Shawn Mathey's Pylade turned in a fine first act, including a soaring "Unis dès la plus tendre enfance" (trans. "Oreste, I am totally gay for you"). He remained pretty committed through the second act (I imagine it is tough for most people not to seem just a bit aloof next to his stage bro), though vocally seemed to hit an increasing number of rough patches and was working awfully hard for it by the end. At his best he delivers a warm passionate sound, and his middleweight (vocal) size is a solid fit for the part, even if I find myself wanting something heavier at times.

And of course, Placido Domingo is onstage. I mean, there's just no getting around the fact that hearing him live continues, against all odds, to be one of the greatest gifts you can give to your ears (love this old Sieglinde post from the 2005 Met Walkure's intimating that the dark arts are at work). But even more than that, one pines for the immediacy of what he does with that big wonderful voice. On a stage of sensitive method actors, Domingo is old-school Hollywood--there's little chance of him disappearing behind Oreste, or Lohengrin, or what have you, but that doesn't mean what he's communicating isn't true. His tortured bravado, and the sad tender moments between him and Racette were the dramatic highlights of the evening.

As noted above, the dramatic action between the principals was well choreographed and communicated, and included some striking visuals like the red fabric representing the altar in the finale and the "blood" pursuing Oreste during his great monologue, though there were also a number of needlessly artsy/fussy moments. As choices go, the first act ballet was one of the more intriguing bits, a creepy interlude performed by four dancers in bathing suits and disco mirror caps plus a guy on hoof-like shorty stilts.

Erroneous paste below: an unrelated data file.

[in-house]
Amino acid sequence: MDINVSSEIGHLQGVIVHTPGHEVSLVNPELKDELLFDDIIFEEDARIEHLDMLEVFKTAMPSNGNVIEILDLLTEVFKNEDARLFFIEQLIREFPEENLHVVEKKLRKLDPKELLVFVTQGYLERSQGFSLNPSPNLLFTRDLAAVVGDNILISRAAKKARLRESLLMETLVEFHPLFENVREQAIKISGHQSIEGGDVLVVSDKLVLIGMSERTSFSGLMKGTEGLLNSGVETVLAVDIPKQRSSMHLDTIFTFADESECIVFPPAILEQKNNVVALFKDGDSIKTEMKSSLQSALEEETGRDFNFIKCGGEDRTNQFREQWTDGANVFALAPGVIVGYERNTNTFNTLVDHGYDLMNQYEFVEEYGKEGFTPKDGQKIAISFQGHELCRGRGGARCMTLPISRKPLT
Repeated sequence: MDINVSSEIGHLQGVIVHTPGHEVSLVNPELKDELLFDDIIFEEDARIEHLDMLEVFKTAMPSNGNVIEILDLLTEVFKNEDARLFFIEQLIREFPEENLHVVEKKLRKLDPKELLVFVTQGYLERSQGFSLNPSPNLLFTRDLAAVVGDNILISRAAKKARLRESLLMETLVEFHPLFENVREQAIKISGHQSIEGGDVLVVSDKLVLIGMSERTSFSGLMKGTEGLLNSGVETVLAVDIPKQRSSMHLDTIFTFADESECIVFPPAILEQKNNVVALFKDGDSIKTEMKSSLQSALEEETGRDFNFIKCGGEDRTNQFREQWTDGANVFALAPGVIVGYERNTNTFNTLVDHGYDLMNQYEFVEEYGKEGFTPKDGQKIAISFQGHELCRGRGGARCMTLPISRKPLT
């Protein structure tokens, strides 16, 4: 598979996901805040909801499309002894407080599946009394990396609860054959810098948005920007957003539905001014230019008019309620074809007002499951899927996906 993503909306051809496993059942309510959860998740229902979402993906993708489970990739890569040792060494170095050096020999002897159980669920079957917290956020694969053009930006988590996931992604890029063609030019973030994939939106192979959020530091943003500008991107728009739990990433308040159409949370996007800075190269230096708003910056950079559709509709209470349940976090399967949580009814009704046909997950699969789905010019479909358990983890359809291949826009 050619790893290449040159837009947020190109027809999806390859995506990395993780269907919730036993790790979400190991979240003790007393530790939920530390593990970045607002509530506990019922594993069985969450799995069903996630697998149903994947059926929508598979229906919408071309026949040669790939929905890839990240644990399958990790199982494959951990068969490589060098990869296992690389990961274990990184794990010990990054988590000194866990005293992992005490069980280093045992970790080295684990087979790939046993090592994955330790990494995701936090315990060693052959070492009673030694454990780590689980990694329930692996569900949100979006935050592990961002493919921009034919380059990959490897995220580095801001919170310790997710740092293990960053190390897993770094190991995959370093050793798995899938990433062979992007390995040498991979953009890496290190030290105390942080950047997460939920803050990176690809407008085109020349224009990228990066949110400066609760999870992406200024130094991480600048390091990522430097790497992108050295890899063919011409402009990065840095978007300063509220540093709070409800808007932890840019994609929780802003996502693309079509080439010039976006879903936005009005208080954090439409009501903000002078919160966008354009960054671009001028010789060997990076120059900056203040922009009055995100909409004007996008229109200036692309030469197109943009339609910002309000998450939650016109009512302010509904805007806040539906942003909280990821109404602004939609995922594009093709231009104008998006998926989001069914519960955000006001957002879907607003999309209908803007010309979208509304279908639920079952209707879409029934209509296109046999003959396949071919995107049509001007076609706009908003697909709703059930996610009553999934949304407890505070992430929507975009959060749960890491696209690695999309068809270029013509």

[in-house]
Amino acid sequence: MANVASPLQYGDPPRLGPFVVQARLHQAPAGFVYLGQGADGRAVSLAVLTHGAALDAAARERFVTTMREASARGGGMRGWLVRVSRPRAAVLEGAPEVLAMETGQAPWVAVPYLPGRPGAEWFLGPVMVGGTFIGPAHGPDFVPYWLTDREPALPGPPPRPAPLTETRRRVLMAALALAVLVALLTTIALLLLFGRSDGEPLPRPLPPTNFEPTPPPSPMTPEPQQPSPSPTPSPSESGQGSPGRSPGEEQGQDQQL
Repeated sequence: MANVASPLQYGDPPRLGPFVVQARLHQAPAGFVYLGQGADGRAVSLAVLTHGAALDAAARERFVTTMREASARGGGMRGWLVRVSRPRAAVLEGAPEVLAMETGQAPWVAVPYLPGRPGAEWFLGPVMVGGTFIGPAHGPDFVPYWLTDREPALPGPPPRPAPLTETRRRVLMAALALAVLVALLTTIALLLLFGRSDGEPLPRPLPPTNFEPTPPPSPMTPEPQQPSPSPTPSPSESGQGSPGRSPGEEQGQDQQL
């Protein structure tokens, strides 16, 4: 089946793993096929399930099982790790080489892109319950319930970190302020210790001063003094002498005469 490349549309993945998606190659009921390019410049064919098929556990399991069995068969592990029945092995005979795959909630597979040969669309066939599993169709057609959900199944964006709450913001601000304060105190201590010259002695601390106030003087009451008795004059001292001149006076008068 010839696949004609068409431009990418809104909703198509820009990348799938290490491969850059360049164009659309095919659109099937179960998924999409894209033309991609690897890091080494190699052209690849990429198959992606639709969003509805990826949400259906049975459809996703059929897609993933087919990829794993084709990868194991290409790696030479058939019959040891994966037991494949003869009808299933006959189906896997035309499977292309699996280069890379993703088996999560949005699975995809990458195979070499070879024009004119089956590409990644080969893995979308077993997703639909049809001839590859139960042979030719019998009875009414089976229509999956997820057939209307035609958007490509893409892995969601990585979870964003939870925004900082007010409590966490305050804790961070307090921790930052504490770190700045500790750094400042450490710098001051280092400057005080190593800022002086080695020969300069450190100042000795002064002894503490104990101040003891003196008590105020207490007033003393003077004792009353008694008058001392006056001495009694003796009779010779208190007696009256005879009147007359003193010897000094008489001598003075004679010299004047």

Before the half, the physical production flirted dangerously with the sort of unappealing hodgepodge concept we've been seeing a lot of here. But the second half brought enough successful moments to temper, if not entirely reverse, that assessment. The set is your basic "abstract antiquity" theme which, if somewhat static, gets the job done, and things vastly improved after the shiny black terrazzo wall that dominated the first half was retired. Costuming was a kind of lazy nondescript modern dress, trenchcoats for principals, sequined smocks for the chorus--you fill in the blanks. This sort of aesthetic muddiness doesn't really detract from the overall impact, but doesn't do it any favors either.

Oh and PS, if you are seeing the production, do note the whole aria Pylade does by the light of Marcellus Wallace's briefcase...

Update: Here's Anne Midgette's Post review...and Downey weighs in at DCist...and here's Tim Smith.

Thursday, May 05, 2011

Aimard plays Liszt, Scriabin, Berg, Wagner

Had the chance to hear Pierre Laurent-Aimard live for the first time Thursday evening at the 6th and I synagogue. I know calling someone's approach "clinical" can imply you are accusing them of being a robot pianist, but it's really a compliment here, I swear. Aimard's masterful refinement of tone and color allow him to create insightful, intense readings full of precise detail.